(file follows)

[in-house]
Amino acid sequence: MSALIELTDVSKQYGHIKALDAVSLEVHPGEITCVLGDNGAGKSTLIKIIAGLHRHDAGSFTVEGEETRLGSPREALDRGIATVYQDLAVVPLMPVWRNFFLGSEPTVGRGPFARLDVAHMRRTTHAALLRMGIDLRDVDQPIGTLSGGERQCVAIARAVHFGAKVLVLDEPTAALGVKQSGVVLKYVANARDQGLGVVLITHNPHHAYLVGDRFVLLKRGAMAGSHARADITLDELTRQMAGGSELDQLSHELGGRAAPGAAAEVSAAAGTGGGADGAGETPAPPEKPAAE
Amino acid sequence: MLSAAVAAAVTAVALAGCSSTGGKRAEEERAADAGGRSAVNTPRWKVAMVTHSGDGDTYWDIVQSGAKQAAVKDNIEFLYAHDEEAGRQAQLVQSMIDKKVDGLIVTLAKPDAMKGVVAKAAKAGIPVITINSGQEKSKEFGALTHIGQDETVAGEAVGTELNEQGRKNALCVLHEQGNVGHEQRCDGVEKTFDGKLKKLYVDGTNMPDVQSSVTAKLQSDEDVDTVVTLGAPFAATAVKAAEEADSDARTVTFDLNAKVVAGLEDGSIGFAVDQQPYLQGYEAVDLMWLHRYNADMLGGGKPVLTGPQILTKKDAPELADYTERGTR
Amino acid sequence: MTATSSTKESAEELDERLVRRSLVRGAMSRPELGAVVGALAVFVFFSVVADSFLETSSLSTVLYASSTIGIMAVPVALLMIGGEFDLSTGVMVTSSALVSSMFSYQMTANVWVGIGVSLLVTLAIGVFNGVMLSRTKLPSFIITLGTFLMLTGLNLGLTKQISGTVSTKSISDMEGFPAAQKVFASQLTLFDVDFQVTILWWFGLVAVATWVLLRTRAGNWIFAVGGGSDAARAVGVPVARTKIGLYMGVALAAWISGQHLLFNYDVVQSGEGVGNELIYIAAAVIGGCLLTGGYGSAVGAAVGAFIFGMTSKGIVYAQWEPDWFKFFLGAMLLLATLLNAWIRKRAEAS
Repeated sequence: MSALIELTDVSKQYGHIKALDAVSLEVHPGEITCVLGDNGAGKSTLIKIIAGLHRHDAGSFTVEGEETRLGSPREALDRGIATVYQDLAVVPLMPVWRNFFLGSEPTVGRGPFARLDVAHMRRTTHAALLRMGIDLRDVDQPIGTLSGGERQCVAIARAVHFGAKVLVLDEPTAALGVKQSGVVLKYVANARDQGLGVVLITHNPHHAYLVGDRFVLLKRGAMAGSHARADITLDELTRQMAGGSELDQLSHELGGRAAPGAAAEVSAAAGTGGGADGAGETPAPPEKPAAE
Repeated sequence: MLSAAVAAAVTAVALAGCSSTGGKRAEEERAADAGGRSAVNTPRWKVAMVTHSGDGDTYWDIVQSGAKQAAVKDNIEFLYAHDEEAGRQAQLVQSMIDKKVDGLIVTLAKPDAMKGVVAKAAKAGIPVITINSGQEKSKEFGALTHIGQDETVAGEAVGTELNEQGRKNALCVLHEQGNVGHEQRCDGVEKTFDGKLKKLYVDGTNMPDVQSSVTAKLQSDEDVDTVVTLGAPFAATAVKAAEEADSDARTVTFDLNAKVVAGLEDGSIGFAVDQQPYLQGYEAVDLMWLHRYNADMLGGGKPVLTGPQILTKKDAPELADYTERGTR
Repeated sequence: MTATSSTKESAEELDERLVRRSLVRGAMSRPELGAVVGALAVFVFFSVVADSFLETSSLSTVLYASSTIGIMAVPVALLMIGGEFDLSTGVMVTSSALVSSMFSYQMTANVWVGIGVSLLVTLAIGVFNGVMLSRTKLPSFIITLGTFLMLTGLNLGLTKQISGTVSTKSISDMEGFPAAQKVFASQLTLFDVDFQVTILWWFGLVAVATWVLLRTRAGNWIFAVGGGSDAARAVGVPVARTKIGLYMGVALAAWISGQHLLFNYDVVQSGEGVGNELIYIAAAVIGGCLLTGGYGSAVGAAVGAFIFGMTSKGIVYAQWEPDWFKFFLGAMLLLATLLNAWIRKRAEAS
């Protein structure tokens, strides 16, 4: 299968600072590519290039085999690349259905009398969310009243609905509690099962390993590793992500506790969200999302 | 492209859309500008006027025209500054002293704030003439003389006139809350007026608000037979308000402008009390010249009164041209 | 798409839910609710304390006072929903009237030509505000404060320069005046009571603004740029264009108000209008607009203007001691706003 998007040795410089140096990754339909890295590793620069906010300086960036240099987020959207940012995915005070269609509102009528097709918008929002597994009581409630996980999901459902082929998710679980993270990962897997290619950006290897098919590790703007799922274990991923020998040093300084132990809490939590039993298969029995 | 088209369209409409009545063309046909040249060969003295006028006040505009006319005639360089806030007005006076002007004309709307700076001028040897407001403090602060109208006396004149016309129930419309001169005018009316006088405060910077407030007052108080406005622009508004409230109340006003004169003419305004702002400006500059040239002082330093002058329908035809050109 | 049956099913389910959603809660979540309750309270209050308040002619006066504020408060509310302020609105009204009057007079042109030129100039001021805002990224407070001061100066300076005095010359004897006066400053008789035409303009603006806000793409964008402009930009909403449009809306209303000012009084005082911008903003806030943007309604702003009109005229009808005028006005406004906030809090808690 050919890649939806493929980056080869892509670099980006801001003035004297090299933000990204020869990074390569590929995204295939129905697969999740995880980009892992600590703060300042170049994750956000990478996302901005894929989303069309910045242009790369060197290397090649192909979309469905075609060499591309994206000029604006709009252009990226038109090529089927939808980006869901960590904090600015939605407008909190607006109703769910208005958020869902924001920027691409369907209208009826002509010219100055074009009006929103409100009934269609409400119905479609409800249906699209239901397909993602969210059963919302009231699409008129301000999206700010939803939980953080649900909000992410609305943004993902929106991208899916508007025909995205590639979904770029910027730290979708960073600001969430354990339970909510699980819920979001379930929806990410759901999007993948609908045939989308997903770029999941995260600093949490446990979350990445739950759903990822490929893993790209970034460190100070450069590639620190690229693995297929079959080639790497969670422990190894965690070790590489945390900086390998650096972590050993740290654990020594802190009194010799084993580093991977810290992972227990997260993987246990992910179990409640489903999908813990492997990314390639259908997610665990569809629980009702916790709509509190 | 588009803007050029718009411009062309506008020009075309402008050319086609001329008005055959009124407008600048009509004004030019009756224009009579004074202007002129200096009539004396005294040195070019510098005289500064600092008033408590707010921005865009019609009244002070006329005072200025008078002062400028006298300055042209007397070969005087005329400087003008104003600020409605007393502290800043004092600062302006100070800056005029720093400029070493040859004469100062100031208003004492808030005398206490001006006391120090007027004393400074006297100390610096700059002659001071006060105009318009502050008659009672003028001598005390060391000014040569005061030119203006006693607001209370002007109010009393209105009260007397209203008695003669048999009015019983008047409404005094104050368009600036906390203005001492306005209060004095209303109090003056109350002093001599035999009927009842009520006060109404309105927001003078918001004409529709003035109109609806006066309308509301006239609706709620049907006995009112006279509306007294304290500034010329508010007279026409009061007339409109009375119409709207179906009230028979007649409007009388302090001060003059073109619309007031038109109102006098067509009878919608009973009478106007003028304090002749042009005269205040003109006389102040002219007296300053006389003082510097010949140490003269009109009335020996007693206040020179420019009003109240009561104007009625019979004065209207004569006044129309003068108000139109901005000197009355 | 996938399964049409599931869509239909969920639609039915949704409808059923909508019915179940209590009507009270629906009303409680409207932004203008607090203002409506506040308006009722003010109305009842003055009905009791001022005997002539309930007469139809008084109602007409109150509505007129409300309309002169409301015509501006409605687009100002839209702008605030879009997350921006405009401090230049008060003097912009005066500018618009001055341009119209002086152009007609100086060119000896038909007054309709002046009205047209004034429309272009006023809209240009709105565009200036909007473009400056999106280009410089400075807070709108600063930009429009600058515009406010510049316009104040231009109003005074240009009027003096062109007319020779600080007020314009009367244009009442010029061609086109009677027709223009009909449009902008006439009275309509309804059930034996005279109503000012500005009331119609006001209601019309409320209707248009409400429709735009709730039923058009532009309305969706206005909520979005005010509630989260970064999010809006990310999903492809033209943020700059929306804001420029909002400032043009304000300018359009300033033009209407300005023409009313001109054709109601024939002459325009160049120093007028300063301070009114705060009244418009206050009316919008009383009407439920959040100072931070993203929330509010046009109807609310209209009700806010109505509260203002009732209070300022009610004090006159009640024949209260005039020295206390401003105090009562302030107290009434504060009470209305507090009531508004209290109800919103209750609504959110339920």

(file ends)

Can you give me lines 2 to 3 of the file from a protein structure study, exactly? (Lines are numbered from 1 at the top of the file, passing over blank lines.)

Amino acid sequence: MSALIELTDVSKQYGHIKALDAVSLEVHPGEITCVLGDNGAGKSTLIKIIAGLHRHDAGSFTVEGEETRLGSPREALDRGIATVYQDLAVVPLMPVWRNFFLGSEPTVGRGPFARLDVAHMRRTTHAALLRMGIDLRDVDQPIGTLSGGERQCVAIARAVHFGAKVLVLDEPTAALGVKQSGVVLKYVANARDQGLGVVLITHNPHHAYLVGDRFVLLKRGAMAGSHARADITLDELTRQMAGGSELDQLSHELGGRAAPGAAAEVSAAAGTGGGADGAGETPAPPEKPAAE
Amino acid sequence: MLSAAVAAAVTAVALAGCSSTGGKRAEEERAADAGGRSAVNTPRWKVAMVTHSGDGDTYWDIVQSGAKQAAVKDNIEFLYAHDEEAGRQAQLVQSMIDKKVDGLIVTLAKPDAMKGVVAKAAKAGIPVITINSGQEKSKEFGALTHIGQDETVAGEAVGTELNEQGRKNALCVLHEQGNVGHEQRCDGVEKTFDGKLKKLYVDGTNMPDVQSSVTAKLQSDEDVDTVVTLGAPFAATAVKAAEEADSDARTVTFDLNAKVVAGLEDGSIGFAVDQQPYLQGYEAVDLMWLHRYNADMLGGGKPVLTGPQILTKKDAPELADYTERGTR